Body processes

Biting – function, task and diseases

Bite

Biting is the forceful closing of the teeth to crush food or, as in the animal kingdom, to defend oneself. This can lead to serious injuries that can be life-threatening. Bite wounds can also become infected quickly and require appropriate treatment to prevent infection .

What is the bite?

In common parlance, the word “bite” is also used as a synonym for crushing food. However, it is most commonly used to describe an attack and injury caused by the teeth of a human or animal. Especially in the animal kingdom, biting is also considered a threatening gesture to drive away potential threats or competitors.

Bite wounds are so-called mechanical wounds caused by the impact of teeth on the skin and flesh. They resemble lacerations or puncture wounds and vary in severity depending on the teeth of the attacker.

By biting, endogenous toxins can also get into the victim’s organism. This is the case, for example, with snakes, which can kill with a targeted bite. But even without poison, wounds caused by bites can be dangerous. Contact between the teeth and the oral mucosa and the open wound can quickly lead to infection. Disinfecting even small bite wounds is therefore very important.

Biting means an interaction of the chewing muscles as well as the muscles in the tongue , cheeks and lips. The teeth are also involved to varying degrees as they crush, crush and grind the food in the oral cavity. If diseases occur that damage the jawbone, muscles or teeth or impair their function, biting and chewing become significantly more difficult. In the worst case, you may stop eating.

Function & task

Biting performs important functions. With the help of the teeth, food can be divided into smaller portions and then crushed. In early phases of human history, this was the only way to eat food, since tools for chopping were still missing. Those who could not bite or bite off had to starve. Today, people can use a knife, fork, or even a blender and don’t have to rely so much on the power of their teeth. In addition, we can now have artificial teeth made if necessary.The biting process begins with the tongue positioning the food or object to be chewed between the teeth. Crushing takes place by repeatedly opening and closing the jaw . When opening, the floor of the mouth muscles in particular come into action, when closing, the musculus temporalis. The back rows of teeth, such as the molars and wisdom teeth , are used to grind food. Biting and crushing, on the other hand, is done by the incisors. If there are large gaps in the teeth, the person has to use more force to bite and chew than a person with a full set of teeth.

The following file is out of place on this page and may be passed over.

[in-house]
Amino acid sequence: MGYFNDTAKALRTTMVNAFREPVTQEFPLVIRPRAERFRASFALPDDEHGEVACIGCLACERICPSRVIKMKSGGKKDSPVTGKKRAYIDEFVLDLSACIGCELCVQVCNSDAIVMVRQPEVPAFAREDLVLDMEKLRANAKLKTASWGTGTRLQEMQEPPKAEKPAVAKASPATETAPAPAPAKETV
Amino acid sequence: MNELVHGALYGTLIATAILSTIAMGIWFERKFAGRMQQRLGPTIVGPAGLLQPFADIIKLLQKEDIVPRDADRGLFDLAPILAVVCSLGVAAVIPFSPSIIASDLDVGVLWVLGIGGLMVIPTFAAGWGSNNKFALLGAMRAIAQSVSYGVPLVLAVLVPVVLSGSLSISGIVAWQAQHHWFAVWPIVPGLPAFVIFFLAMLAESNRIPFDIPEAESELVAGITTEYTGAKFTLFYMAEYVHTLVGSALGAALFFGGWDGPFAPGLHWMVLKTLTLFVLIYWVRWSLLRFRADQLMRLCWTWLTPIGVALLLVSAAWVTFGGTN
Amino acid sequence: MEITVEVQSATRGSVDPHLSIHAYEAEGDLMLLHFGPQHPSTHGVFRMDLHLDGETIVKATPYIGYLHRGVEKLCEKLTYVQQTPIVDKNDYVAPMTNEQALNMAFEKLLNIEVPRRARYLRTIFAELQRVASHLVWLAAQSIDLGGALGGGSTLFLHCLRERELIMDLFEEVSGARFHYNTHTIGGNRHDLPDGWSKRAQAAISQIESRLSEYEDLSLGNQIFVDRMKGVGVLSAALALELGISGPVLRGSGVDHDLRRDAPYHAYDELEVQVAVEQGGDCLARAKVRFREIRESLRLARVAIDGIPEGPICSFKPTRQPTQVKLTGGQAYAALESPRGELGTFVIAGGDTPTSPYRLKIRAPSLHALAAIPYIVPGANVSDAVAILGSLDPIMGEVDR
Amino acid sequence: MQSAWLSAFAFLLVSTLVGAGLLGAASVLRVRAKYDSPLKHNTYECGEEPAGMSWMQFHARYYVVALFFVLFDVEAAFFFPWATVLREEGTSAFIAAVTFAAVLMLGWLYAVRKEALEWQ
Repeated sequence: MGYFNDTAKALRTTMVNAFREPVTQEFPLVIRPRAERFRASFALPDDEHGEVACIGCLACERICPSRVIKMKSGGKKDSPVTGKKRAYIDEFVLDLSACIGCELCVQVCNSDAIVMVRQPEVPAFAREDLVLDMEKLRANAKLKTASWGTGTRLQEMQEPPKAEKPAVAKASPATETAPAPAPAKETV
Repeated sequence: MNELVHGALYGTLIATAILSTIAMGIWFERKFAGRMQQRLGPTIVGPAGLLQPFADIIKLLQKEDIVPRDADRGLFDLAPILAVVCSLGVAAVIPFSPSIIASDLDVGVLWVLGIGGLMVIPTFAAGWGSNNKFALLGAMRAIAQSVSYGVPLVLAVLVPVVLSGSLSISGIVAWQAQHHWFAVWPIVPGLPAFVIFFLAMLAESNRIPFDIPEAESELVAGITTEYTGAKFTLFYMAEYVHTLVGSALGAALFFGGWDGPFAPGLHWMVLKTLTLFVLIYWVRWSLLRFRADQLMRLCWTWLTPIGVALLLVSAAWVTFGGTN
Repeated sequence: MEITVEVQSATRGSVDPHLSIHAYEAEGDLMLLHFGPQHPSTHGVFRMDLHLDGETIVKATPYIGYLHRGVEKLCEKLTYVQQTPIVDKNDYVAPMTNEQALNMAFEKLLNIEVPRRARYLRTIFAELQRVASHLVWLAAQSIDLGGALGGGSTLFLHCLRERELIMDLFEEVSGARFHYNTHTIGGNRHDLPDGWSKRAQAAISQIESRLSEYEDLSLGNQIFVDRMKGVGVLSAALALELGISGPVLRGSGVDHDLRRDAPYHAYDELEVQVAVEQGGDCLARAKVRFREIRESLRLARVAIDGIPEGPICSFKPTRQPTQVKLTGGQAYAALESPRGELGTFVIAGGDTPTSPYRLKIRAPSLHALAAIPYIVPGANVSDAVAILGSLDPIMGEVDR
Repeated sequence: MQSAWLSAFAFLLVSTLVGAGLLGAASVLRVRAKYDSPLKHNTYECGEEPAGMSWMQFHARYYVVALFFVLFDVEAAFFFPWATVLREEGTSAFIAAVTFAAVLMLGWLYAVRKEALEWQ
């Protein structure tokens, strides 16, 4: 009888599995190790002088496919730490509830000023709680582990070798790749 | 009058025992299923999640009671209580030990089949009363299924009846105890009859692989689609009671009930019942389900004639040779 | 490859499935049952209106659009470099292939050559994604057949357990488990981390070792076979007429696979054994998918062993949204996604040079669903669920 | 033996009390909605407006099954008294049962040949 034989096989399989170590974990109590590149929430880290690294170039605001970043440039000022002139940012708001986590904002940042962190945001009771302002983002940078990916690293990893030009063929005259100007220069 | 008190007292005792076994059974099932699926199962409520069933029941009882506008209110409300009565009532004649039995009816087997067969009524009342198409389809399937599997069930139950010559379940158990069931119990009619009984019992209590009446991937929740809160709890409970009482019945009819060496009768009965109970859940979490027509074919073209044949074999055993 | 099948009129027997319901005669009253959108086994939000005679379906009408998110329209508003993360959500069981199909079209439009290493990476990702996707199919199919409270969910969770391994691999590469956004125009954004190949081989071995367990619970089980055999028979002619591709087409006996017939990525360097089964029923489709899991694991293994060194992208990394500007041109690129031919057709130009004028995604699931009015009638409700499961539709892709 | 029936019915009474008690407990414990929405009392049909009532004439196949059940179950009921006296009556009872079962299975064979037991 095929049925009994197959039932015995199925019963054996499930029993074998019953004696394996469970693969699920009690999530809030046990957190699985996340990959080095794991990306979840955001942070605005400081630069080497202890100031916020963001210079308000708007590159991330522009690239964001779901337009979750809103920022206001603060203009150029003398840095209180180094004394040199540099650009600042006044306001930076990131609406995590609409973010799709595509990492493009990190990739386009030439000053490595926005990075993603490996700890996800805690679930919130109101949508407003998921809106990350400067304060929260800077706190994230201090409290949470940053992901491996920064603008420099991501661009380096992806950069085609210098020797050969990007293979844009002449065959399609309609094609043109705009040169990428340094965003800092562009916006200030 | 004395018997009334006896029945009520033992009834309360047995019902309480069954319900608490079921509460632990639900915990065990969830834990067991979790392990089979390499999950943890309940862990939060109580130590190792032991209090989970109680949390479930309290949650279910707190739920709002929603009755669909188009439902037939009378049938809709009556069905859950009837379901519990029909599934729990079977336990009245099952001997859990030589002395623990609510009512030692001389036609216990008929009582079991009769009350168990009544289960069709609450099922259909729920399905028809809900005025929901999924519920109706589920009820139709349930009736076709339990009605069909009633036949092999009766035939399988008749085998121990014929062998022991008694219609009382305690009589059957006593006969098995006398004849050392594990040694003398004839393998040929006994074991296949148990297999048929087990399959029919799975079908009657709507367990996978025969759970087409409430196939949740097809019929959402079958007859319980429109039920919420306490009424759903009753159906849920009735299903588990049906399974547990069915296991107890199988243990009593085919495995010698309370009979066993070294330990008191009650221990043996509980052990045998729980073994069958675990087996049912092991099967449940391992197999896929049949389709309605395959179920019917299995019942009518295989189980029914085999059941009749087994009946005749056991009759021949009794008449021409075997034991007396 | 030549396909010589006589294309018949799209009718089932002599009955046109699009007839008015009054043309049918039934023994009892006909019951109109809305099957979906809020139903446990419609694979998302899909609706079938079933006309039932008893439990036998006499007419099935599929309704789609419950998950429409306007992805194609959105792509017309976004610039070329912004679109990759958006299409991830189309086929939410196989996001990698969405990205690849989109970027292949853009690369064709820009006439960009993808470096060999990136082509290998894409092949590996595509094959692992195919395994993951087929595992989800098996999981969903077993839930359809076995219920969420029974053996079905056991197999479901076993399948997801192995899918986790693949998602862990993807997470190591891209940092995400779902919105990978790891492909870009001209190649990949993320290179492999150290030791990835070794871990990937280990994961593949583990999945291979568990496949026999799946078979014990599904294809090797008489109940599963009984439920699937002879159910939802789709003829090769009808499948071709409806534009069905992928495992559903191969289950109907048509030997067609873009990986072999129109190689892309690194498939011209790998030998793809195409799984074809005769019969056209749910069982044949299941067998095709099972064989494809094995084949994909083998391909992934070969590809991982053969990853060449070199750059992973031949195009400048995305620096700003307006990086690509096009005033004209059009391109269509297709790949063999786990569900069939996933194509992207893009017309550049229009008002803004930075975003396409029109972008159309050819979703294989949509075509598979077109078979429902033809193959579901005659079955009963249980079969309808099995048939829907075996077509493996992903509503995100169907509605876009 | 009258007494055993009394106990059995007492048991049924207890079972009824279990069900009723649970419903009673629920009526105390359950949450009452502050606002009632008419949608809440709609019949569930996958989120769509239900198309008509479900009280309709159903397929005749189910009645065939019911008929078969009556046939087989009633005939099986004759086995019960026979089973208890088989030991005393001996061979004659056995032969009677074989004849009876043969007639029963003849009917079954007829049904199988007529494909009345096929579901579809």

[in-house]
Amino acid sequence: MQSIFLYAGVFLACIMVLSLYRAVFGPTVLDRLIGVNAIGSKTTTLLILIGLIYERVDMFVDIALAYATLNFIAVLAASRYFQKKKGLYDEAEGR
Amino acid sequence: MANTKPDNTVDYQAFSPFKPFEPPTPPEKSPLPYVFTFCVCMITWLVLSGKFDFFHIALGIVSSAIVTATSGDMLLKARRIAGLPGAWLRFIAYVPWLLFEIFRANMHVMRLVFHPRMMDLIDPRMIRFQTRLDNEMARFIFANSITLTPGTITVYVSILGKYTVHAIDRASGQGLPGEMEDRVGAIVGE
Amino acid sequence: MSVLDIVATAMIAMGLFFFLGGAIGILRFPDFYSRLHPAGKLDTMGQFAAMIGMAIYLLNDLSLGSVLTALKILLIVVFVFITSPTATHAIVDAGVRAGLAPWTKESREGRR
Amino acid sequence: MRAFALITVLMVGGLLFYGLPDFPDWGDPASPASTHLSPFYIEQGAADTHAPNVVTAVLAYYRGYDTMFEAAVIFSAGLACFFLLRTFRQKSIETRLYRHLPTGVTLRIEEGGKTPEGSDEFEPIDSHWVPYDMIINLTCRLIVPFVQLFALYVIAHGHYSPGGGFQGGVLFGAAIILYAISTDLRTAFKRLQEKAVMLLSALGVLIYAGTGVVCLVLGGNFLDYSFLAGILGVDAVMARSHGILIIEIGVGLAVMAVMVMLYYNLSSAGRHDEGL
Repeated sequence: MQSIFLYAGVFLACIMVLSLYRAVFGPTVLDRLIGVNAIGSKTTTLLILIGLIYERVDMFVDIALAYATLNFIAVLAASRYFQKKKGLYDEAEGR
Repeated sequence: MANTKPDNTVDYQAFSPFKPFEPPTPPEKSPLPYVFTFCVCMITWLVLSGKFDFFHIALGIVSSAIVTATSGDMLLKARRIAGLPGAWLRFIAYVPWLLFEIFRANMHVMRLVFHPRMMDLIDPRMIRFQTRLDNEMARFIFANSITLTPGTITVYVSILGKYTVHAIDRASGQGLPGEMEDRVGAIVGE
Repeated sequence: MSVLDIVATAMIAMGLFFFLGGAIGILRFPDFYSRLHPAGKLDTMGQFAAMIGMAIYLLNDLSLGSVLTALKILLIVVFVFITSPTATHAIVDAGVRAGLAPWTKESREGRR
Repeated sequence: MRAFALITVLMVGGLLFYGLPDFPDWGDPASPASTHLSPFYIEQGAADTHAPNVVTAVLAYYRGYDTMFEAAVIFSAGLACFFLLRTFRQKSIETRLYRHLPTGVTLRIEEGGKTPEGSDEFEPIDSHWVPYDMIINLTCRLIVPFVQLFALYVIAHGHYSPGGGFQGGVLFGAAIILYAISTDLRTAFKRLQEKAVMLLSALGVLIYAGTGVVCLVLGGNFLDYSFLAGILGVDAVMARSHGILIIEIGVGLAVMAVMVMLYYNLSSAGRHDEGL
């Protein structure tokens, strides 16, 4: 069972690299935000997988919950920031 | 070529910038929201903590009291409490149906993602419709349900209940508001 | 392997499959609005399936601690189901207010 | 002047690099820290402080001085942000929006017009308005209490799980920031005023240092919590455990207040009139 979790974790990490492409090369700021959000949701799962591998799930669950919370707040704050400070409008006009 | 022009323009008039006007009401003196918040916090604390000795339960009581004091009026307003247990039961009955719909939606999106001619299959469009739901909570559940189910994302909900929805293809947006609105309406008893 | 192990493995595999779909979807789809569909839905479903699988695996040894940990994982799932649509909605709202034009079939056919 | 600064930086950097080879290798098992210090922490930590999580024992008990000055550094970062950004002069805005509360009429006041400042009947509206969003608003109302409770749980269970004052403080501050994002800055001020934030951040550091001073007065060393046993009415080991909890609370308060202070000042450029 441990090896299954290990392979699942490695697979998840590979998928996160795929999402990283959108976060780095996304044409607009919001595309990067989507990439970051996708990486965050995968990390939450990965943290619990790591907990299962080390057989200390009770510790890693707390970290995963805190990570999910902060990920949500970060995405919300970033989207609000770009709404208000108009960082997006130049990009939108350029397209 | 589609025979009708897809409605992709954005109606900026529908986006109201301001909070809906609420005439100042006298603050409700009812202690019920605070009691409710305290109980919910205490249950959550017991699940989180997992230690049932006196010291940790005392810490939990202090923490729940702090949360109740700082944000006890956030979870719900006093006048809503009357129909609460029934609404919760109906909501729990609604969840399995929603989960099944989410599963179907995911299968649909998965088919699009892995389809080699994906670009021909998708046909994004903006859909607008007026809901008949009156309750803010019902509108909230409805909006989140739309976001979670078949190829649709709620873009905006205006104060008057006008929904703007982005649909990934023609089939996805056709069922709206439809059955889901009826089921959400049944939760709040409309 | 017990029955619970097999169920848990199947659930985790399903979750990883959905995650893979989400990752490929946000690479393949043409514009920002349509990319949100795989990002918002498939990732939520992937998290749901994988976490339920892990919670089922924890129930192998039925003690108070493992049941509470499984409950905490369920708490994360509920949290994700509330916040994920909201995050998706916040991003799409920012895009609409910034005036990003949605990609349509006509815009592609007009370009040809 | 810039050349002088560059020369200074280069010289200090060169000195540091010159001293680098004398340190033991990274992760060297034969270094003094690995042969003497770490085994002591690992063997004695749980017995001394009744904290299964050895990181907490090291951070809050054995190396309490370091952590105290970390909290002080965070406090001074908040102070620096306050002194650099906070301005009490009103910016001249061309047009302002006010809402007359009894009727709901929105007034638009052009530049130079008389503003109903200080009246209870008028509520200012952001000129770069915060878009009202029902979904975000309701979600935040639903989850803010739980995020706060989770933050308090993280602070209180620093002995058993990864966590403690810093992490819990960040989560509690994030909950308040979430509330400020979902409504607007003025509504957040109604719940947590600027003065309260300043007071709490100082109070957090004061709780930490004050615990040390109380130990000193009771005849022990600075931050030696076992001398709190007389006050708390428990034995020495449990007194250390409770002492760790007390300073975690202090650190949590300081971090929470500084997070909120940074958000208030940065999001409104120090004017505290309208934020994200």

In contrast to animals, humans only bite in emergency situations when they do not know how to defend themselves in any other way. Such behavior no longer has a place in human interaction, and biting is restricted to eating. The jaw muscles play a special role in this. This is where the strongest muscles in the human body are located. The human bite force is about 80 kg (in comparison, a lion has a bite force of 560 kg) or 30 Newtons. Theoretically even higher values ​​would be possible; however, clenching the upper and lower jaws too hard causes toothache and muscle tension that prevents a greater biting force from being exerted.

In the animal kingdom, mutual biting is still part of everyday life. It is used to defend yourself, fend off opponents, or hunt down prey. Humans, on the other hand, only bite in emergency situations if they don’t know how to defend themselves in any other way. It is common for young children under the age of two to bite each other and their parents. This is considered normal behavior in this age group as they are just discovering their bodies and are unaware that biting can also cause pain. But from kindergarten age, biting people should be a thing of the past. Such behavior no longer has a place in human interaction, and biting is restricted to eating.